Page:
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dc.contributor.advisorAltman, Ryan A
dc.contributor.authorYang, Ming-Hsiu
dc.date.accessioned2018-03-09T22:41:58Z
dc.date.available2018-03-09T22:41:58Z
dc.date.issued2017-05-31
dc.date.submitted2017
dc.identifier.otherhttp://dissertations.umi.com/ku:15287
dc.identifier.urihttp://hdl.handle.net/1808/26158
dc.description.abstractFluorine plays an important role in drug design, because of some unique features imparted by fluorine. The incorporation of fluorine into small molecules can modulate molecular physicochemical properties, metabolic stability, lipophilicity, and binding affinity to the target proteins. However, few fluorinated molecules are biosynthesized by enzymes. This means incorporating fluorine into the molecules relies on synthetic methods. Thus, efficient synthetic strategies to access the molecules bearing a variety of privileged fluorinated moieties are important for drug discovery. Fluoroalkenes are an isopolar and isosteric mimic of an amide bond with distinct biophysical properties, including decreased H-bond donating and accepting abilities, increased lipophilicity, and metabolic stability. Moreover, fluoroalkenes can also serve as probes for conducting conformational analyses of amides. These potential applications require the development of efficient methods to access fluoroalkenes. In chapter 2, a Shapiro fluorination strategy to access peptidomimetic fluoroalkenes is demonstrated. The Shapiro fluorination reactions convert a ketone into a fluoroalkene in one or two steps. Moreover, this method uses inexpensive and readily available reagents, and no transition metals are involved in the reactions. Thus, it provides an operation-simple alternative to access fluoroalkenes in medicinal chemistry. a,a-difluoroketones represent a privileged substructure in medicinal chemistry, and serves as inhibitors to many hydrolytic enzymes, such as serine and aspartyl proteases. From chapters 3 to 5, palladium-catalyzed decarboxylative methods are developed for accessing a-alkyl- and a-aryl-a,a-difluoroketones. This decarboxylative strategy overcomes two major challenges associated with alkylation reactions of a,a-difluoroketone enolates. Chapter 3 demonstrates that decarboxylation regioselectively generates a,a-difluoroketone enolates, which are difficult to access by base deprotonation. Moreover, palladium catalysis enables the coupling of the a,a-difluoroketone enolate with benzylic electrophiles to form a key C(a)–C(sp3) bond. In chapter 4, an orthogonal catalytic system is developed for accessing linear and branched a-allyl-a,a-difluoroketones. Two distinct mechanisms are involved in the formation of the regioisomers. Chapter 5 describes a base-mediated selective para-C–H difluoroalkylation of arenes, which represents a different strategy for para-C–H functionalization of arenes compared to the known methods. These decarboxylative coupling reactions provide structurally diverse a,a-difluoroketone derivatives, and should be useful for accessing potential biological probes and therapeutics.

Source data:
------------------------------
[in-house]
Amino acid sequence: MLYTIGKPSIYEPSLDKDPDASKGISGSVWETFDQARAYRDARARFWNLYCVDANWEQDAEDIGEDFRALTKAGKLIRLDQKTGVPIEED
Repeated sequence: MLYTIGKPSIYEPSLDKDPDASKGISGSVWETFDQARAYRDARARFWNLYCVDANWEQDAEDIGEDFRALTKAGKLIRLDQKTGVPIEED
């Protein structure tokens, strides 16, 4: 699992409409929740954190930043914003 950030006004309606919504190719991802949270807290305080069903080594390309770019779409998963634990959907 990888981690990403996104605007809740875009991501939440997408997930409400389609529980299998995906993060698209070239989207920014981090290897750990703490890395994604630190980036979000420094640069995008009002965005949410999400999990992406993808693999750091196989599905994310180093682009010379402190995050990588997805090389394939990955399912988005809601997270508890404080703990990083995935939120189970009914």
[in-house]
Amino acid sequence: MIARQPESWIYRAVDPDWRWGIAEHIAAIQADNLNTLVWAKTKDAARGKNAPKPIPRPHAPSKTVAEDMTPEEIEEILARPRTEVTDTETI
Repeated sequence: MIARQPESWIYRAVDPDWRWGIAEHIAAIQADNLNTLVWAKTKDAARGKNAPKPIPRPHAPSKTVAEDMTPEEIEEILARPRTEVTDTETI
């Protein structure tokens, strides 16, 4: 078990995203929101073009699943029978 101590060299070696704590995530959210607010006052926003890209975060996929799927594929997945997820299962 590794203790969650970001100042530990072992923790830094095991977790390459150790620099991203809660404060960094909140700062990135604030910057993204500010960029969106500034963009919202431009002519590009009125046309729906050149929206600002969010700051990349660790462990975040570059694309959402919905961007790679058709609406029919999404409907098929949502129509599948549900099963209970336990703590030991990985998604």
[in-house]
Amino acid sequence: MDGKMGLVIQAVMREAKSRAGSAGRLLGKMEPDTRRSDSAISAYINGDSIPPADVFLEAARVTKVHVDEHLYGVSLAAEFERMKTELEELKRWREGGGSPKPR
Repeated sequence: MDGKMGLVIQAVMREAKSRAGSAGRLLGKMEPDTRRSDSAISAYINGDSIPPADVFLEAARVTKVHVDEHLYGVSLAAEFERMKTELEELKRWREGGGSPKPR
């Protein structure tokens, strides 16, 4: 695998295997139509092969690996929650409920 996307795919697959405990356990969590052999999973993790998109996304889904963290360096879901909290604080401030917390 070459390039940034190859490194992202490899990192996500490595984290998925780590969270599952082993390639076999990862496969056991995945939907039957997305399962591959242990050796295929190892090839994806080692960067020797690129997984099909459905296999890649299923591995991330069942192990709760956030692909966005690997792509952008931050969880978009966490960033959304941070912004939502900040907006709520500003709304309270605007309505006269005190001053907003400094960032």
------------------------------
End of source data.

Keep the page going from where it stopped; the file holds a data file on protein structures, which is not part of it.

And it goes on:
dc.format.extent297 pages
dc.language.isoen
dc.publisherUniversity of Kansas
dc.rightsCopyright held by the author.
dc.subjectOrganic chemistry
dc.subjectChemistry
dc.subject
dc.titleSynthetic Strategies to Access Biologically Important Fluorinated Motifs: Fluoroalkenes and Difluoroketones
dc.typeDissertation
dc.contributor.cmtememberClift, Michael D
dc.contributor.cmtememberDutta, Apurba
dc.contributor.cmtememberRafferty, Michael F
dc.contributor.cmtememberTunge, Jon A
dc.thesis.degreeDisciplineMedicinal Chemistry
dc.thesis.degreeLevelPh.D.
dc.identifier.orcid
dc.rights.accessrightsopenAccess


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